L'auteur commente la décision du Comite de la liberté syndicale touchant divers aspects du cadre juridique des relations du travail dans le secteur public au Québec: le niveau de la négociation collective, les restrictions apportées à l'exercice du droit de grève et la détermination des services essentiels.
The Freedom of Association Committee of the International Labour Organization (ILO) rendered a decision, in February 1987, concerning the legal framework of collective bargaining in Quebec's public sector set forth by An Act Respect ing the Process of Negociation of the Collective Agreements in the Public and Parapublic Sectors, S.Q. 1985, c. 12 (referred to as the Act). This case will be known as the Case no. 1356.
The ILO Constitution establishes freedom of association as one of the fundamental principles on which the Organisation is based. Consequently, membership in ILO entails that a State Member such as Canada has the obligation to implement that constitutional principle. In 1951, the Organisation set up a special machinery to insure the protection of this principle.
The machinery involves the examination of complaints by the Committee of Freedom of Association. This Committee is a 9-member Committee of ILO Governing Body and, like the Governing Body itself, its composition is tripartite: government, workers' and employers' appointees. Complaints are generally submetted by workers organisations of a national or an international level. These complaints may concern States which have not ratified ILO conventions on freedom of association. Since its establishment, the Committee has built up a corpus of decisions and principles covering most aspects of freedom of association and the protection of trade unions rights. The Committee has dealt with more than 1 400 cases. The decision of the Committee deals basically with three issues: level of collective bargaining, determination of salaries for the second and third years of a collective agreement and limitations of the right to strike in the social affairs sector. In the framework of the Act, the collective negociation must take place at the provincial level except those matters defined as being subject to a negociation at the local or regional level. Those matters are defined by the Act in respect to some classes of workers or by the parties in the course of negociation at the national level.
Strikes are prohibited in respect to a matter defined as being subject to a negociation at the local or regional level. The Committee doesn't see any violation of the freedom of association when matters subject to negociation at the local or regional level are defined by parties in the course of the negociation at the national level. In this case, workers' organisations have therefore agreed not to strike on those matters. For the Committee, the situation is not the same when the Act lays down matters subject to negociation at local or regional level. The Committee recommends the modification of the Act to allow parties to decide by mutuel agreement the level at which bargaining should take place.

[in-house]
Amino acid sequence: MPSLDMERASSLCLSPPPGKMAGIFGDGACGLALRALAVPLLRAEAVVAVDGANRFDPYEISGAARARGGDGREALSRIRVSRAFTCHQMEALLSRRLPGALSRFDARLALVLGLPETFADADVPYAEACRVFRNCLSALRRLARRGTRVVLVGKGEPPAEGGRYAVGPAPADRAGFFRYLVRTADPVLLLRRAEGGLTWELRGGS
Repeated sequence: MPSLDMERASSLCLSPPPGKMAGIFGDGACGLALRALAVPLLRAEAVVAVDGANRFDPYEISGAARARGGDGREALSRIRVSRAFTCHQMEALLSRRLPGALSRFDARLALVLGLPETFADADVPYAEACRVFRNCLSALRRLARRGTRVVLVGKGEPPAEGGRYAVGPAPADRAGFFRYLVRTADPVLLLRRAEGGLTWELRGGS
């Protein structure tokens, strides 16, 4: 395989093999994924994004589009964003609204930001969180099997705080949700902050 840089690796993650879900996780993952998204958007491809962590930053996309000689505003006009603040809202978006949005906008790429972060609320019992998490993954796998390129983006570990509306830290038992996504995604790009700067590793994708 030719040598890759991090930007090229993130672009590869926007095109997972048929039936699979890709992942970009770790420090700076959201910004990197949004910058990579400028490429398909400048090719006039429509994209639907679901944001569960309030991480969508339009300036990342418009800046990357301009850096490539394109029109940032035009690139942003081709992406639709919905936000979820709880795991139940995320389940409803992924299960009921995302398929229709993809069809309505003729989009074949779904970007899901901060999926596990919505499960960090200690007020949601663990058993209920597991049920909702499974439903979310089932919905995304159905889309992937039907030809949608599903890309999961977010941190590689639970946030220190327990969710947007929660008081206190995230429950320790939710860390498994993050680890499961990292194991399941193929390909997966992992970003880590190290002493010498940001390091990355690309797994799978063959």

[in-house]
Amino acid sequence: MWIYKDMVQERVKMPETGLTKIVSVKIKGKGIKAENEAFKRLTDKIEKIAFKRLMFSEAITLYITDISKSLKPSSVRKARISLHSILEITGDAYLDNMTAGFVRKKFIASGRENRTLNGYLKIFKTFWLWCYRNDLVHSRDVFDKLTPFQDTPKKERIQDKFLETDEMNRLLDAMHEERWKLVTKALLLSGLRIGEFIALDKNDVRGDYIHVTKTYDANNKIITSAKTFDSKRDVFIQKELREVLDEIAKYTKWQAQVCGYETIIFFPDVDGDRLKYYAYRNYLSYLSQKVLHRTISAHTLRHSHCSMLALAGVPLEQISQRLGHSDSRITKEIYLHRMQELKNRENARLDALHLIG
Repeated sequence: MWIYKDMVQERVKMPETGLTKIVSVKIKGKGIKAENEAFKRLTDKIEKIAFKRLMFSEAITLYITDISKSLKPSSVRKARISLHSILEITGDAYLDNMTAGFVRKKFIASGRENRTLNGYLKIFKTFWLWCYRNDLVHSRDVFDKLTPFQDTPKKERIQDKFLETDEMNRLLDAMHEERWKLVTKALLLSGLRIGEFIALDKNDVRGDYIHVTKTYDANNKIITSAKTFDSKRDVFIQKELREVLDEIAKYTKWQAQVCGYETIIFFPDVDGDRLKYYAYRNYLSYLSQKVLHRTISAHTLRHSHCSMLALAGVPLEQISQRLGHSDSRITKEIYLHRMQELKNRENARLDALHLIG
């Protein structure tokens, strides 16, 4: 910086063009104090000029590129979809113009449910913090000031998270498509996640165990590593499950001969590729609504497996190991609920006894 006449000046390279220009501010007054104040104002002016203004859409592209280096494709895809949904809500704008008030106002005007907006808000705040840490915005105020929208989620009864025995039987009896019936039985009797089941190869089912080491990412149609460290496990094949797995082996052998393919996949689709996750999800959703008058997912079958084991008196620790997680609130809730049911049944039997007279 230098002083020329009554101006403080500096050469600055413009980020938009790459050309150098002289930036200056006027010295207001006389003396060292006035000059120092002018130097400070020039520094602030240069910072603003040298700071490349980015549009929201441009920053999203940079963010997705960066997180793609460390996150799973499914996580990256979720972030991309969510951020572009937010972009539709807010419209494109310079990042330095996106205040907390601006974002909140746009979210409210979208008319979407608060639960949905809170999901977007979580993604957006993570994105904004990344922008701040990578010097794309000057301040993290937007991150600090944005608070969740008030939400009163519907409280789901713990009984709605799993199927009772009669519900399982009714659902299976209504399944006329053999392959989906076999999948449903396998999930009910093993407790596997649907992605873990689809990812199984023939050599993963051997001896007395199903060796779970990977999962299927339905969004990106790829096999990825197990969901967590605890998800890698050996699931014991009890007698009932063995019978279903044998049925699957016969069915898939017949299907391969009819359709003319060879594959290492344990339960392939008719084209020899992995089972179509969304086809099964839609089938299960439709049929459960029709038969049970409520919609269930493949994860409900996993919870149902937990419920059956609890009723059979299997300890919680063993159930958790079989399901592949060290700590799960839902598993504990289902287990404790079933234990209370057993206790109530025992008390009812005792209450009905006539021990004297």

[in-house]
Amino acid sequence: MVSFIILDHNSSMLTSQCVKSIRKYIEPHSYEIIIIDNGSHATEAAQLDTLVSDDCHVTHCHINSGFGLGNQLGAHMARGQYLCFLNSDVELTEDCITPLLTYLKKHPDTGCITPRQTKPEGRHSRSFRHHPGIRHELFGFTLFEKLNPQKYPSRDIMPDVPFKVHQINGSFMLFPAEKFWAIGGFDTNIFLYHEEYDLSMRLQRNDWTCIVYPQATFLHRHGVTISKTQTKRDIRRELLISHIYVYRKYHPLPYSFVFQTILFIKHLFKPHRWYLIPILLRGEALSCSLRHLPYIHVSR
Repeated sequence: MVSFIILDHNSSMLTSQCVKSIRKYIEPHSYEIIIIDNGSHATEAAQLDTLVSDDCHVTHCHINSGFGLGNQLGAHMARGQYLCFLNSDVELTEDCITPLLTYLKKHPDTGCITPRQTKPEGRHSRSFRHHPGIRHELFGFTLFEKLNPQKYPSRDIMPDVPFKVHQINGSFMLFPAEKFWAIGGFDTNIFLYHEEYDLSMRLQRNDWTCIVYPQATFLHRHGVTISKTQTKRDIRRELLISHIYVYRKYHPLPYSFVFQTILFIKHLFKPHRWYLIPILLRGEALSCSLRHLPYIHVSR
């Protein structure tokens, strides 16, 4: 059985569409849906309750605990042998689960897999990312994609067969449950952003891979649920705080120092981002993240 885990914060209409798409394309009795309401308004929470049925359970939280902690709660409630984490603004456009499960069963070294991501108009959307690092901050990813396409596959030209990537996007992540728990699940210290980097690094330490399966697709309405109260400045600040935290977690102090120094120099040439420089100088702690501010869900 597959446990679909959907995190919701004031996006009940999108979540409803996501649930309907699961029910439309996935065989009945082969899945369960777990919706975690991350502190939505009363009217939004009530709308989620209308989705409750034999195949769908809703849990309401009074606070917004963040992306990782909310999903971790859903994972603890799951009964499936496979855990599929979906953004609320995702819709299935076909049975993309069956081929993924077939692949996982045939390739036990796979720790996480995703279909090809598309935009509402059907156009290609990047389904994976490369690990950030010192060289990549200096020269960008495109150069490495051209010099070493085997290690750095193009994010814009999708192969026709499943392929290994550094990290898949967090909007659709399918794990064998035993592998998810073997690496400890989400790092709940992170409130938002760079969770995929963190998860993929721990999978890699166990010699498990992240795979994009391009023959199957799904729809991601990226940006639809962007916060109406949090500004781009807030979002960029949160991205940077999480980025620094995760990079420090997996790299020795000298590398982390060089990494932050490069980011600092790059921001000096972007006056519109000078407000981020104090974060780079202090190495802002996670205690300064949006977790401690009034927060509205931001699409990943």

The Act prohibits striking in the course of collective negociation related to the determination of the salaries for the second and third years of a collective agreement. In this respect, the Committee makes a distinction between the education sector and the other sector included in the scope of the Act. In the education sector, the Committee reaffirms that workers must enjoy the right to strike. It means that the Act is not in agreement with the well known principle in accordance to which the prohibition to strike should be limited to public servants and essential services in the strict sense of the term. The Committee considers that workers of the education sector does not fall within the definition of essential services. As regards to civil service and essential services sectors, the Committee acknowledged that the right to strike can be restricted or even prohibited if the said limitations are accompanied by adequate impartial and speedy conciliation and arbitration proceedings in which the parties concerned can take part at every stage and in which the awards, once made, are fully and promptly implemented. In the present case, in respect to public servants and social affairs sectors, the Committee recommends the establishment of such guarantees. This recommendation means that prohibition of strikes is possible. It also means that the procedure for determining salaries set forth by the Act (that is the regulation adopted by Government) didn't offer any «appropriate guarantees» to workers deprived of a legitimate means of defending their economic and social interest. In the social affairs sector, the Act lays down percentages of workers to be maintained at work in the event of a strike. These percentages vary between 55% to 90% depending on the nature of the establishment. According to the complaining organisation, these percentages nullify the exercise of the right to strike. The Committee does not express a specific opinion on that point but it handles the case exactly as if the act prohibited any strike in the social affairs sector therefore endorsing the point of view of the complaining organisation. Consequently, the Committee recommends the establishment of arbitration proceedings with awards binding on both parties. From this recommandation, it should be understood that ail the social affairs sector as defined by the Act is an essential service in the strict sense of the term. It has therefore always been possible for government to restrict or prohibit striking in so far as «appropriate garanties» compensate workers for the limitation thereby placed on their freedom of action.
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